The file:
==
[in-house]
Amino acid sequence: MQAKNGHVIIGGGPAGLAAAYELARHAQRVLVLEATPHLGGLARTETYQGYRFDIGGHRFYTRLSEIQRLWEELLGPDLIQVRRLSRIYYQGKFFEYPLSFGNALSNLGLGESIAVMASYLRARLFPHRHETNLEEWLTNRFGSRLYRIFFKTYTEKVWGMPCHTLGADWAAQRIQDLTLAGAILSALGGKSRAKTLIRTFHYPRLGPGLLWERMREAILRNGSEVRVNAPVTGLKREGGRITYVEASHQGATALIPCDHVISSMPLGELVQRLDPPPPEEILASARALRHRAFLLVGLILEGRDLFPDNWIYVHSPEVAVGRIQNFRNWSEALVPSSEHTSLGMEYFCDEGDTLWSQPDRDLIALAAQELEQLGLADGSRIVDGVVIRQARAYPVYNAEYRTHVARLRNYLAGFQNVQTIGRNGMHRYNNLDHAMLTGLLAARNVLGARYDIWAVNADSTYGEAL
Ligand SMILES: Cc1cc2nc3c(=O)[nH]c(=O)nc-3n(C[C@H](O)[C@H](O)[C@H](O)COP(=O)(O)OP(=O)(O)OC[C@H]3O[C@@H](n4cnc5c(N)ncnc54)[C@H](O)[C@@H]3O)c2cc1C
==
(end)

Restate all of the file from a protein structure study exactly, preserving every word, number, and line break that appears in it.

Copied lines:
[in-house]
Amino acid sequence: MQAKNGHVIIGGGPAGLAAAYELARHAQRVLVLEATPHLGGLARTETYQGYRFDIGGHRFYTRLSEIQRLWEELLGPDLIQVRRLSRIYYQGKFFEYPLSFGNALSNLGLGESIAVMASYLRARLFPHRHETNLEEWLTNRFGSRLYRIFFKTYTEKVWGMPCHTLGADWAAQRIQDLTLAGAILSALGGKSRAKTLIRTFHYPRLGPGLLWERMREAILRNGSEVRVNAPVTGLKREGGRITYVEASHQGATALIPCDHVISSMPLGELVQRLDPPPPEEILASARALRHRAFLLVGLILEGRDLFPDNWIYVHSPEVAVGRIQNFRNWSEALVPSSEHTSLGMEYFCDEGDTLWSQPDRDLIALAAQELEQLGLADGSRIVDGVVIRQARAYPVYNAEYRTHVARLRNYLAGFQNVQTIGRNGMHRYNNLDHAMLTGLLAARNVLGARYDIWAVNADSTYGEAL
Ligand SMILES: Cc1cc2nc3c(=O)[nH]c(=O)nc-3n(C[C@H](O)[C@H](O)[C@H](O)COP(=O)(O)OP(=O)(O)OC[C@H]3O[C@@H](n4cnc5c(N)ncnc54)[C@H](O)[C@@H]3O)c2cc1C